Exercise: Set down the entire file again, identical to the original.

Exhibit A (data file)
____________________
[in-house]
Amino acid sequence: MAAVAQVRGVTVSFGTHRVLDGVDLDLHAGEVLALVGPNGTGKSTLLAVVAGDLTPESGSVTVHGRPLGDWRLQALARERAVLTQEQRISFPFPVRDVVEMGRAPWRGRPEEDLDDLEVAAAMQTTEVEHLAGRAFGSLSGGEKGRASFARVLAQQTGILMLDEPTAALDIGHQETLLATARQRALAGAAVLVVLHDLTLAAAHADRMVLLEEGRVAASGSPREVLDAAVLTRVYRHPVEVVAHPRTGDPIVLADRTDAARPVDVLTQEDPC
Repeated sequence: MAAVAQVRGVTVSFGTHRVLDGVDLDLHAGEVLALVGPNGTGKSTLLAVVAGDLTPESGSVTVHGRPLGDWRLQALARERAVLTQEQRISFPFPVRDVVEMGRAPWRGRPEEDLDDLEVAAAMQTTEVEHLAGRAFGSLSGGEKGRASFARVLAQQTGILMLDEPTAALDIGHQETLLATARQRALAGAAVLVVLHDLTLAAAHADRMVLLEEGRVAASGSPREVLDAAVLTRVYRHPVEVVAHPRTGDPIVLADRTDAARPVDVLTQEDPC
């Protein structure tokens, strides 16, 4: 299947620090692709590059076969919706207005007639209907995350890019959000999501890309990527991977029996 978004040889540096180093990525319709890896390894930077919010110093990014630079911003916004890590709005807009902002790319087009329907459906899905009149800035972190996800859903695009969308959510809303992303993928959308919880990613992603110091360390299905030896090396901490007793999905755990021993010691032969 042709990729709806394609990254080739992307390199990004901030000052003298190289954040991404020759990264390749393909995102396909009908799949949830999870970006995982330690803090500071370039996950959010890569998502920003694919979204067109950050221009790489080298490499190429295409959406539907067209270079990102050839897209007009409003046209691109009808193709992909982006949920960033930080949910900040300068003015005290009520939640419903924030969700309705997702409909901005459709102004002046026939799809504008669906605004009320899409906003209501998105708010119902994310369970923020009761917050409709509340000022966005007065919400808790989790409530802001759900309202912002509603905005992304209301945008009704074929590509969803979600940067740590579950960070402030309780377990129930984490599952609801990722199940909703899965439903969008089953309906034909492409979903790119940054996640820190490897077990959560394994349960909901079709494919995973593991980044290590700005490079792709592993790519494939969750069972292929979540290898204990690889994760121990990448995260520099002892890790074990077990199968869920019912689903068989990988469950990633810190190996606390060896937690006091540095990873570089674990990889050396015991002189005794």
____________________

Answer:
[in-house]
Amino acid sequence: MAAVAQVRGVTVSFGTHRVLDGVDLDLHAGEVLALVGPNGTGKSTLLAVVAGDLTPESGSVTVHGRPLGDWRLQALARERAVLTQEQRISFPFPVRDVVEMGRAPWRGRPEEDLDDLEVAAAMQTTEVEHLAGRAFGSLSGGEKGRASFARVLAQQTGILMLDEPTAALDIGHQETLLATARQRALAGAAVLVVLHDLTLAAAHADRMVLLEEGRVAASGSPREVLDAAVLTRVYRHPVEVVAHPRTGDPIVLADRTDAARPVDVLTQEDPC
Repeated sequence: MAAVAQVRGVTVSFGTHRVLDGVDLDLHAGEVLALVGPNGTGKSTLLAVVAGDLTPESGSVTVHGRPLGDWRLQALARERAVLTQEQRISFPFPVRDVVEMGRAPWRGRPEEDLDDLEVAAAMQTTEVEHLAGRAFGSLSGGEKGRASFARVLAQQTGILMLDEPTAALDIGHQETLLATARQRALAGAAVLVVLHDLTLAAAHADRMVLLEEGRVAASGSPREVLDAAVLTRVYRHPVEVVAHPRTGDPIVLADRTDAARPVDVLTQEDPC
């Protein structure tokens, strides 16, 4: 299947620090692709590059076969919706207005007639209907995350890019959000999501890309990527991977029996 978004040889540096180093990525319709890896390894930077919010110093990014630079911003916004890590709005807009902002790319087009329907459906899905009149800035972190996800859903695009969308959510809303992303993928959308919880990613992603110091360390299905030896090396901490007793999905755990021993010691032969 042709990729709806394609990254080739992307390199990004901030000052003298190289954040991404020759990264390749393909995102396909009908799949949830999870970006995982330690803090500071370039996950959010890569998502920003694919979204067109950050221009790489080298490499190429295409959406539907067209270079990102050839897209007009409003046209691109009808193709992909982006949920960033930080949910900040300068003015005290009520939640419903924030969700309705997702409909901005459709102004002046026939799809504008669906605004009320899409906003209501998105708010119902994310369970923020009761917050409709509340000022966005007065919400808790989790409530802001759900309202912002509603905005992304209301945008009704074929590509969803979600940067740590579950960070402030309780377990129930984490599952609801990722199940909703899965439903969008089953309906034909492409979903790119940054996640820190490897077990959560394994349960909901079709494919995973593991980044290590700005490079792709592993790519494939969750069972292929979540290898204990690889994760121990990448995260520099002892890790074990077990199968869920019912689903068989990988469950990633810190190996606390060896937690006091540095990873570089674990990889050396015991002189005794």